But the testing does not end here. If a particular video ad does not perform well for you, it does not mean that you should stop here; maybe the same concept will work in another format. While doing all these things, it is essential to pay attention to what is happening “behind the scenes” and draw conclusions. Based on those conclusions, you will develop new concepts that you will want to test later on. It often happens that you have several winning ads, and they will be bringing all the volume and all the revue. What you want is to beat these ads. You can read more about it in this article: How to beat your top Facebook Ad? Part 1 and Part 2.
- What type of ads perform best on Facebook, and how do Facebook Ad campaigns differ from others, such as Google Ads?
Alexander: There is no right answer to that question because it depends on many variables: the type of product you sell, the brand, what kind of story you want to tell through different formats. The latter is probably the most important variable.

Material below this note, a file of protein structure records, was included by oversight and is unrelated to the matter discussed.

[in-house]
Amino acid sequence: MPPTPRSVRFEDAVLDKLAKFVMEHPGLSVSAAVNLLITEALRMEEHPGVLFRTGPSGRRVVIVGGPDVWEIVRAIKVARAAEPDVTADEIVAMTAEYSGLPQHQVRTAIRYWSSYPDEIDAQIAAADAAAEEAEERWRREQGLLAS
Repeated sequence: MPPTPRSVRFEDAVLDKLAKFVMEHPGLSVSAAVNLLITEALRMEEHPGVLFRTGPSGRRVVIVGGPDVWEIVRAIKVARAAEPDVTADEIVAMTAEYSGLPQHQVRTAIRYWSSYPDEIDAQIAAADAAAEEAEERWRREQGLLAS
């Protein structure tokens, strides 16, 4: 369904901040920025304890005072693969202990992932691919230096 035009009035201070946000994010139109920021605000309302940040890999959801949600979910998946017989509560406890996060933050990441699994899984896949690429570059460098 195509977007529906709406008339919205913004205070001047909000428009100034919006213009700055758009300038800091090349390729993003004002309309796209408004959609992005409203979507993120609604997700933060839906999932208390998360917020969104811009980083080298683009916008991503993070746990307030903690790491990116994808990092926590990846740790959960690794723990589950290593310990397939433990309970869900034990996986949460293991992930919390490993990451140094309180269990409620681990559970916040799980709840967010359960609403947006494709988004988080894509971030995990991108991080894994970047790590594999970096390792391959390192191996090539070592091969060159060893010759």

Performance may not depend on whether you serve an image, a video, or a carousel, but it does depend on what you communicate through the ad. Once you have tested the various positionings (the different stories that you try to “sell” to the user), you will see what works best for your client. It does not mean that if the video format performs best, you should only go with that format.